So, let’s play a little game of make-believe. Let’s pretend it’s Friday the 13th, the day before Valentines’ Day and the anniversary of the firebombing of Dresden. You are single, and it is okay. It’s somewhere between -38 and absolute zero outside because this is Canada and the weather actively wants you dead. Winter has a vendetta, and it’s February 13th, so why not? You are wearing ski socks under your dress pants. You feel noticeably unsexy, totally Canadian.
Imagine you need to go to Vanier, which sounds like a terrible idea in retrospect. You have a meeting there, and you are 30 minutes early, so you go to Subway to have a cup of coffee and a cookie. You haven’t had a cup of Subway coffee in literally six years and it still tastes like the inside of a shoe, and it is boiling hot despite the cream you added. This meeting is important, so you want to look nice, but your hair is stupid because winter is really just a four-month long bad hair day. You may or may not be wearing several hats.
Your meeting goes well. You feel like you’ve made some friends. The sun is incredibly bright in the cozy, welcoming office. You are suffused with optimism, and you are not thinking about loneliness or stupid commercial holidays and how goddamn stupid they fucking are. You feel confident. The future is bright.
At the bus stop, the bus is late. A Dude approaches. He is good-looking enough to make you uncomfortable and definitely, definitely your type. He is underdressed for the weather and overdressed for anything you’ve ever done. He has a jaw that could sell cologne and his hair is very, very good, but you can’t help but think he’s a bit stupid for not wearing a hat.
He starts talking to you. His opening line is, “so, are you going to class?” You answer, barely. All the instincts you’ve honed over the years are tuned to the “Is This Guy Going to Kill Me and Turn My Skin Into Lamps” frequency. He seems normal. Turns out he’s a nursing student; turns out you have a soft spot for male nurses. Some people like bad boys in leather jackets who drive motorcycles; you like guys with empathy and the ability to insert a catheter. Suddenly, you’re enjoying the conversation.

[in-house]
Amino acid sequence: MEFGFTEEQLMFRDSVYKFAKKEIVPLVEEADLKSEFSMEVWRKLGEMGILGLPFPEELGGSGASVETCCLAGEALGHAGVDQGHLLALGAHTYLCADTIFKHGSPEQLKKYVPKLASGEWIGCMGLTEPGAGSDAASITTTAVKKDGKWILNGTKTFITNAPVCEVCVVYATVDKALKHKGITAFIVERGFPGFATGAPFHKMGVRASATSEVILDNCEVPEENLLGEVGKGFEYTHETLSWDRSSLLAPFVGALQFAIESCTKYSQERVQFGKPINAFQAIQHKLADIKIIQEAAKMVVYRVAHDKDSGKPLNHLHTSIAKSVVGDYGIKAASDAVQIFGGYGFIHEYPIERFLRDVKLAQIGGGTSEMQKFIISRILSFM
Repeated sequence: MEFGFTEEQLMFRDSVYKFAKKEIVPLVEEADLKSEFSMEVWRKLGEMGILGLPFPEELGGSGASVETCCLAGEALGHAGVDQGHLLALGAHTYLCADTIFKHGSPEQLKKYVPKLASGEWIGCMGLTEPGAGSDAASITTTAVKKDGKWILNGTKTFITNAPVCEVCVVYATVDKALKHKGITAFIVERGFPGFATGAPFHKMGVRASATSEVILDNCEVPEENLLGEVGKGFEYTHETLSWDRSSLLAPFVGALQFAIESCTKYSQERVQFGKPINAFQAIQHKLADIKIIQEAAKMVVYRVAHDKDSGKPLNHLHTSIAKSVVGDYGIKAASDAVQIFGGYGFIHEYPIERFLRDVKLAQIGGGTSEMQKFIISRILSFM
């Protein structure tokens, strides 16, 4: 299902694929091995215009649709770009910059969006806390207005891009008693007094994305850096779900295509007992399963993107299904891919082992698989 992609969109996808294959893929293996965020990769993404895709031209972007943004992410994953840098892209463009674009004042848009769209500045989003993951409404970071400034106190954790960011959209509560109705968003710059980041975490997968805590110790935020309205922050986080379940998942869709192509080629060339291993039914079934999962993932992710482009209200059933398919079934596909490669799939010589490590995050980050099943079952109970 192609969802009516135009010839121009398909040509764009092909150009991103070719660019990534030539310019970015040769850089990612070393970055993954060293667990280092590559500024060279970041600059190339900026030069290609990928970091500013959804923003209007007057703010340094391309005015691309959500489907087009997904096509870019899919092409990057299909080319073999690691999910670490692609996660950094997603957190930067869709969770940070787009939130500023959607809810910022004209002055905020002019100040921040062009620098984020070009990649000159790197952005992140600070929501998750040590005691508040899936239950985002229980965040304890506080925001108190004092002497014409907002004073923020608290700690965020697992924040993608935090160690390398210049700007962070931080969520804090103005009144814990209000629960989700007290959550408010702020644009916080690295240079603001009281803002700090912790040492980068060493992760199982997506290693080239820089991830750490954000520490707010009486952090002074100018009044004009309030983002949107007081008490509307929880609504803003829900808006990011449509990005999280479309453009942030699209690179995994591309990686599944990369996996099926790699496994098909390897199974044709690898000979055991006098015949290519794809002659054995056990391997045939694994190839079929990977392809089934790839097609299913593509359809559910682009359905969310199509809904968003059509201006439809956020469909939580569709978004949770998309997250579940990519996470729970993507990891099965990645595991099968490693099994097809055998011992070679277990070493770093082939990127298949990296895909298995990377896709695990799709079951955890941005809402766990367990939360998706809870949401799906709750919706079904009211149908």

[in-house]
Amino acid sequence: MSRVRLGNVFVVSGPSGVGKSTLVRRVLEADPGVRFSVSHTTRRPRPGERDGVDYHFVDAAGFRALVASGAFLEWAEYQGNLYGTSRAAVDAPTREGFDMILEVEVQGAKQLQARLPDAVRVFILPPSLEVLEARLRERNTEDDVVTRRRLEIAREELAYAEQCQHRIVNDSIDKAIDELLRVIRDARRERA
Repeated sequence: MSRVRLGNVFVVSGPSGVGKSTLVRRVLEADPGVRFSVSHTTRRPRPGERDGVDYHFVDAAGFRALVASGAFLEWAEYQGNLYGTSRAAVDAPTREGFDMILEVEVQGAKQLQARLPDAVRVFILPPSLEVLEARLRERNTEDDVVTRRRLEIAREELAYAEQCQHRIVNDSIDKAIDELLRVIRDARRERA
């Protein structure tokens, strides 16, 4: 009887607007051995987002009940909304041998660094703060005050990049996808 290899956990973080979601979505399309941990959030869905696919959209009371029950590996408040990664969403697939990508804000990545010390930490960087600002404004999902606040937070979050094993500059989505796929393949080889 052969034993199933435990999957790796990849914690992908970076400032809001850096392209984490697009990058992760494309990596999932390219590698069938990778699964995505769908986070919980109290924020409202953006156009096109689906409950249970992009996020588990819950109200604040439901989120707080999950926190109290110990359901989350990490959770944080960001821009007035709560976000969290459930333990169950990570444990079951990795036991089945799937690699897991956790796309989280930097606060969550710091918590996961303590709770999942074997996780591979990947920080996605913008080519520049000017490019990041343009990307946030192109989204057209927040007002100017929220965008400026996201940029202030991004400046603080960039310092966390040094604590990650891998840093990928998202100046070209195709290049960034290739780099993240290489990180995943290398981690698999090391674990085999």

Talk turns to the usual subjects: class, roommates, orthopedics, breast feeding. You are knowledgeable on these subjects and have lots to talk about. He mentions that his roommate might have “mild dwarfism”. You talk about a roommate you used to have who left animal skulls on the coffee table. You make a few jokes that he either doesn’t get or doesn’t find funny. You smile. He doesn’t: in fact, he looks to be more and more disinterested. Whatever is happening, he isn’t into it. You can’t tell if he’s stupid or bored. The bus comes, finally, and you get on at different doors. You sit, take off your hats, pull down your scarf, smile in a friendly way. He makes no attempt to join you and gets off at a different stop then he said he would.
You check your reflection in a compact mirror. Your hair is enormous, and your bangs are doing something that can only be described as “anime side mullet”.
If you were the kind of person who had more ego than sense, you would assume that this poor handsome gentleman was just so intimidated by your beauty and wit that he got scared away. If you were the kind of person into delusions of grandeur, you’d decide that you were never that interested in him. You’d roll your eyes at his fantasy baseball league. You’d decide that very good-looking men are always a little bit stupid.
Alternatively, if you were the kind of person prone to self-hate, you’d see this as just one more moment of failure in a vast ocean of your own unworthiness. You’d reflect that everything was fine until you opened your big stupid mouth. Part of you would think: if only I wasn’t such a weirdo, that guy would’ve totally liked me.
Instead, part of you thinks: I’ve been a giant weirdo forever, why would I give up on a good thing for a stranger at a bus stop?
You tell your friends about it; they are jerks, but that’s what you need. You make evenings plans with someone who finds you funny and either legitimately enjoys your company or has been pretending so long that he’s developed Stockholm syndrome. You go to work, get a few things done. You are not sad, actually. You are aware that life is full of chance meetings, that most people will not love you, that many will not even like you, and you are fine with that.
Your chronic bad hair day doesn’t let up until early April. Somehow, life goes on.